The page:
A Disconnect Between Work and Reward
Those three things – autonomy, complexity, and a connection between effort and reward – are, most people agree, the three qualities that work has to have if it is to be satisfying.
-Malcolm Gladwell “Outliers”
The following phrase caught my eye while I was reading Outliers written by one of my favorite authors, Malcolm Gladwell – author of The Tipping Point and Blink. It neatly sums up what I believe is a common frustration amongst doctors.
The work in medicine is complex. Most people will agree that diagnosing and treating disease in itself is fascinating. Communicating effectively with people and helping patients live better healthier lives is difficult but rewarding.
However, modern medical practice is facing ever increasing pressures from government, health insurers and patients themselves to change how health care is delivered. There is less and less autonomy for doctors, who now have to follow countless guidelines and documentation. A lot of the new regulations are good, but many are set in place for legal reasons in case of lawsuits.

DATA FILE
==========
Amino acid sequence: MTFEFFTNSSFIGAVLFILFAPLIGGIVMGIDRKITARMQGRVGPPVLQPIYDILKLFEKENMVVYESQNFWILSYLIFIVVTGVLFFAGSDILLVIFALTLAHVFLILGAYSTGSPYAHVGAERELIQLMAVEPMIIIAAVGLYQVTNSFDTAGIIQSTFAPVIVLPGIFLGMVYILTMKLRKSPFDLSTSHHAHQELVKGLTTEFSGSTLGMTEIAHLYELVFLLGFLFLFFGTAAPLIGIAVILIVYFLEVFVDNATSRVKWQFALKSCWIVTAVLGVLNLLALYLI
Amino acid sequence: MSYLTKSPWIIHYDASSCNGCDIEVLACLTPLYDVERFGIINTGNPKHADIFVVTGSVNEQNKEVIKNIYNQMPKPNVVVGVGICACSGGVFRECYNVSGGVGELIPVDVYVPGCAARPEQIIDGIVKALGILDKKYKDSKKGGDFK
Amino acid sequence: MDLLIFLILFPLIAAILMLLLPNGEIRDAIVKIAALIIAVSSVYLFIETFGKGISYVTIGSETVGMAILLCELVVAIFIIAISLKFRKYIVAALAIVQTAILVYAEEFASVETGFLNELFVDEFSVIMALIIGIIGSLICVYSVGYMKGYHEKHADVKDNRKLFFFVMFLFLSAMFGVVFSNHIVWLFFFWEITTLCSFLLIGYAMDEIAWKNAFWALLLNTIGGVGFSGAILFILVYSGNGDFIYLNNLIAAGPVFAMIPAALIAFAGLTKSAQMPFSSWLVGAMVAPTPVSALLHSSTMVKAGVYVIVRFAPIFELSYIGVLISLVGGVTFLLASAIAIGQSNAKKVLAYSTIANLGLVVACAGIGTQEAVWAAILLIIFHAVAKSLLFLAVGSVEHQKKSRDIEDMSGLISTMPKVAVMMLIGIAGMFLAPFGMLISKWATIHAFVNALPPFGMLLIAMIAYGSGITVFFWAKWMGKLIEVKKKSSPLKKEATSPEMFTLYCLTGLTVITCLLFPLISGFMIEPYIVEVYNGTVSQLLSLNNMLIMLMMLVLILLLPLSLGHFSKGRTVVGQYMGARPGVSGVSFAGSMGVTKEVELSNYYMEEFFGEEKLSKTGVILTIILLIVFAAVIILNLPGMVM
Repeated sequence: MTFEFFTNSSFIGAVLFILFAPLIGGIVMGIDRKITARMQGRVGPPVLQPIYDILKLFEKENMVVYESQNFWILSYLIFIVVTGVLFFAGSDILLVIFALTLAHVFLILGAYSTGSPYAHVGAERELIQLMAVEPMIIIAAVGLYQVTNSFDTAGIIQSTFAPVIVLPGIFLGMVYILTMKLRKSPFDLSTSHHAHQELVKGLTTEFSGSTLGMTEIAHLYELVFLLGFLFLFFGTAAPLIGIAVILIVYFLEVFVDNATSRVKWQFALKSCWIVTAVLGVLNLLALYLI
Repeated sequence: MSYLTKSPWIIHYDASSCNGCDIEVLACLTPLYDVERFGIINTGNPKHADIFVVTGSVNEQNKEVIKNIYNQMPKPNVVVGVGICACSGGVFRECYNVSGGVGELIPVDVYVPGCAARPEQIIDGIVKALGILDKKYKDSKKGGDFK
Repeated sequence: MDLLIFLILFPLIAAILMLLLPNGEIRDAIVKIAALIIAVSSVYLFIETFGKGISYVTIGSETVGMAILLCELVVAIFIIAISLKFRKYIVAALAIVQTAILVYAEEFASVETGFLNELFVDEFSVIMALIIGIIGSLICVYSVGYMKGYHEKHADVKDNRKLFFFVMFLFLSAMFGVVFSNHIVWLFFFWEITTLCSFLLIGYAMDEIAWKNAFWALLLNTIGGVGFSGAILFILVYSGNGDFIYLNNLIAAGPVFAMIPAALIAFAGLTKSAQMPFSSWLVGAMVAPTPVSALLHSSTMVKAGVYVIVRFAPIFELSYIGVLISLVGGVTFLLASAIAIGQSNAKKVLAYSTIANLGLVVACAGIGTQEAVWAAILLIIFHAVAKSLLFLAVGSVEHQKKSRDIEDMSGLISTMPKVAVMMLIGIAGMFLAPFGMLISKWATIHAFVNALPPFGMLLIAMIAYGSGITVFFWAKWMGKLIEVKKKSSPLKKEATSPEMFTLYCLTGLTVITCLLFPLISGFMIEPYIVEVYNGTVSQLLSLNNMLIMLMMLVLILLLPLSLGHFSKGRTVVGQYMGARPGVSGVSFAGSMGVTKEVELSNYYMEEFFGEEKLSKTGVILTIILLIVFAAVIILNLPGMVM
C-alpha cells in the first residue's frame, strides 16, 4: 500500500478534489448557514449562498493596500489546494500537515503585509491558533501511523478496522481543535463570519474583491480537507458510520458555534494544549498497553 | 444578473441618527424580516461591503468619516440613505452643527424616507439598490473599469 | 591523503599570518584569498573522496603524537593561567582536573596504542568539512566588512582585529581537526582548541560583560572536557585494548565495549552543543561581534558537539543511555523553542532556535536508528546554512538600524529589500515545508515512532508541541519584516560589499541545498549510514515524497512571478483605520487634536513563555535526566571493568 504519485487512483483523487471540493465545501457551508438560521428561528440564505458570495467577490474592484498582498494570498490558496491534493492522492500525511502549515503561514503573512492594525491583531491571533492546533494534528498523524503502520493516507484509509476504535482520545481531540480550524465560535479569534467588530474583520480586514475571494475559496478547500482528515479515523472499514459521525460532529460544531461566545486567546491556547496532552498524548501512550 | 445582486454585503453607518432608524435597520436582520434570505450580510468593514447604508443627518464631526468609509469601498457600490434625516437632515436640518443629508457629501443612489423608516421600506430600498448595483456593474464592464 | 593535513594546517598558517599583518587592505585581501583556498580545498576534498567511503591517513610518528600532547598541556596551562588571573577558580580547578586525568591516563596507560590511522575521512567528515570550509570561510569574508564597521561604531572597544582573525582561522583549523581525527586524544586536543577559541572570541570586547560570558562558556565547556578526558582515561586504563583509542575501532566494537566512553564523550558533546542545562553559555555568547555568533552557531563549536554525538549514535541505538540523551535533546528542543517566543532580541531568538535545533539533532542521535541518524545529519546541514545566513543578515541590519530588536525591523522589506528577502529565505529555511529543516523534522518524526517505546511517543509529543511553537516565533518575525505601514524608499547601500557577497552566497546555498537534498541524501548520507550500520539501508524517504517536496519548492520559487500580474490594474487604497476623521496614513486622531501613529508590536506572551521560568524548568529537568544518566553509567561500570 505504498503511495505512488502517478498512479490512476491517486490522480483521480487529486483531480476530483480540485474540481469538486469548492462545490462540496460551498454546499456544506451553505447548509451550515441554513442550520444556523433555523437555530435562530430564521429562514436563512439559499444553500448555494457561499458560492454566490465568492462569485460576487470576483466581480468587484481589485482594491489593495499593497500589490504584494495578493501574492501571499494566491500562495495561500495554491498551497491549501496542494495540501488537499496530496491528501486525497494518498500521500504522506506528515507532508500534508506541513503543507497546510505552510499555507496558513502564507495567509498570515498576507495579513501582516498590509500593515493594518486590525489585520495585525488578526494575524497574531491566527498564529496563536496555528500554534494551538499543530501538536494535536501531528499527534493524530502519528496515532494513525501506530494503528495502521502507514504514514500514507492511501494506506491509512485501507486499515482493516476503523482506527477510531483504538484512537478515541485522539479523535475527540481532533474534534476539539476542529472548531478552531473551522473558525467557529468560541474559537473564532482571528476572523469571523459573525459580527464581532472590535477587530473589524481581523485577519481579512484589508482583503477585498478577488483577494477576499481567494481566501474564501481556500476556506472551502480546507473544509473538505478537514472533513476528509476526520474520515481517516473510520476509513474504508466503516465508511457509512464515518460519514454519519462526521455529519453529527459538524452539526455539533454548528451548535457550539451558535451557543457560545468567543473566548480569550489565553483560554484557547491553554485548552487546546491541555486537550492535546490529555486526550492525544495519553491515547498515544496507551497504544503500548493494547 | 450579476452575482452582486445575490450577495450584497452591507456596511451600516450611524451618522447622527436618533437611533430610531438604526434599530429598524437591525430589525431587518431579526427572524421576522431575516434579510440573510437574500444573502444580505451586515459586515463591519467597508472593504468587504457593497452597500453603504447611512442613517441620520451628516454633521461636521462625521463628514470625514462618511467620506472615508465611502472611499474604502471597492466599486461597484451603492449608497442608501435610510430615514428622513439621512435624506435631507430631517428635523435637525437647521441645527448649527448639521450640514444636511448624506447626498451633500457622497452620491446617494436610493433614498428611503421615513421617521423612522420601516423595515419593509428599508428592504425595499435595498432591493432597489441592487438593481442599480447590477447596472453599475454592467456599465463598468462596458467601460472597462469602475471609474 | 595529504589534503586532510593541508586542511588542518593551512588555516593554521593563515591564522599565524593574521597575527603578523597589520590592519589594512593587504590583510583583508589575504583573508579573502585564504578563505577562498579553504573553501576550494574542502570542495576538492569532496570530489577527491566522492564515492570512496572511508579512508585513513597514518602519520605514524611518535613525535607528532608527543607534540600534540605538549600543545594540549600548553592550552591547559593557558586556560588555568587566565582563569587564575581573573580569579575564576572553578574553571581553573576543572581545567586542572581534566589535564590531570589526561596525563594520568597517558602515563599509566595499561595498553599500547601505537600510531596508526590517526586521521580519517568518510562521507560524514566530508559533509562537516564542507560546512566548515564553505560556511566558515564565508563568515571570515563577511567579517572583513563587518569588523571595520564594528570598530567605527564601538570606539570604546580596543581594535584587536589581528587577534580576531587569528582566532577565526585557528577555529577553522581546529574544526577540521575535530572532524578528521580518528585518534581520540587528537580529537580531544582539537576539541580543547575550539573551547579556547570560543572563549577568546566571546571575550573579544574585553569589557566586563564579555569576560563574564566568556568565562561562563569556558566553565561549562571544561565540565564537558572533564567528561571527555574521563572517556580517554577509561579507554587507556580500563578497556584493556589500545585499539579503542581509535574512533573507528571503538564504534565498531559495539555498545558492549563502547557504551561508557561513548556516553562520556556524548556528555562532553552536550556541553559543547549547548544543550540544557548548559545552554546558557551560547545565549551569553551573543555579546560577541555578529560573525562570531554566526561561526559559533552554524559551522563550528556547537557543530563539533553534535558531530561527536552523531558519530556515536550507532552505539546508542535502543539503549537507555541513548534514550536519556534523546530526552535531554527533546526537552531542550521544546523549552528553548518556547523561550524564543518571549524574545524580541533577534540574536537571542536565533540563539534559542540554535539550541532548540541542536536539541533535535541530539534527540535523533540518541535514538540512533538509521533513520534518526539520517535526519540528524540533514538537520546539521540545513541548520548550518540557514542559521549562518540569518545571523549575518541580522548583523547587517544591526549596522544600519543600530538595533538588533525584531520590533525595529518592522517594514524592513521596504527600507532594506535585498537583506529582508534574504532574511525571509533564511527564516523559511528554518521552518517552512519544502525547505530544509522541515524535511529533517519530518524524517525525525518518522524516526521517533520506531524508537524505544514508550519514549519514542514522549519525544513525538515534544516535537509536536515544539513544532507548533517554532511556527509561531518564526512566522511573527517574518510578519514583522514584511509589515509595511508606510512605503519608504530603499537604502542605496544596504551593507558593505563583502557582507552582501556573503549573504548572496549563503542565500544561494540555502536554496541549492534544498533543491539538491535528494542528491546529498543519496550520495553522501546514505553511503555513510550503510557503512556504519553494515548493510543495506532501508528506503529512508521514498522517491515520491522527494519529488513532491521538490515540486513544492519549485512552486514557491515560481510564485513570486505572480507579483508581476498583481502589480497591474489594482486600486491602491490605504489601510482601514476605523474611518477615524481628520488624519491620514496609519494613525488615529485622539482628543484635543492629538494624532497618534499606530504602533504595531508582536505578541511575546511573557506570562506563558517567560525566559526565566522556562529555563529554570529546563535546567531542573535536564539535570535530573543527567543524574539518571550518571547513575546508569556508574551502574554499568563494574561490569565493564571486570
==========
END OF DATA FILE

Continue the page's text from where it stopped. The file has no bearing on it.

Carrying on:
Medicine is also becoming more complex. Complexity is a good thing in one’s work according to Gladwell, however medicine is speeding towards an information overload. With health care information, genetics, new synthetic drugs, treatments and legal issues arising, doctors are faced with ever increasing workloads. Sure, doctors today work less than the medical generation before, but the current system is severely understaffed and overburdened.
Finally, the connection between effort and reward is becoming strained. Doctor compensation especially in primary care roles aren’t being addressed. Taking extra time to see a patient, which requires more effort and hopefully leading to a better outcome, isn’t rewarded accordingly. Preventative care which requires enormous efforts on the parts of both health care providers and patients isn’t reimbursed.
Many of these factors are out of the doctor’s and health care provider’s control. There needs to be a repairing of these broken connections in order to improve future medical costs and care.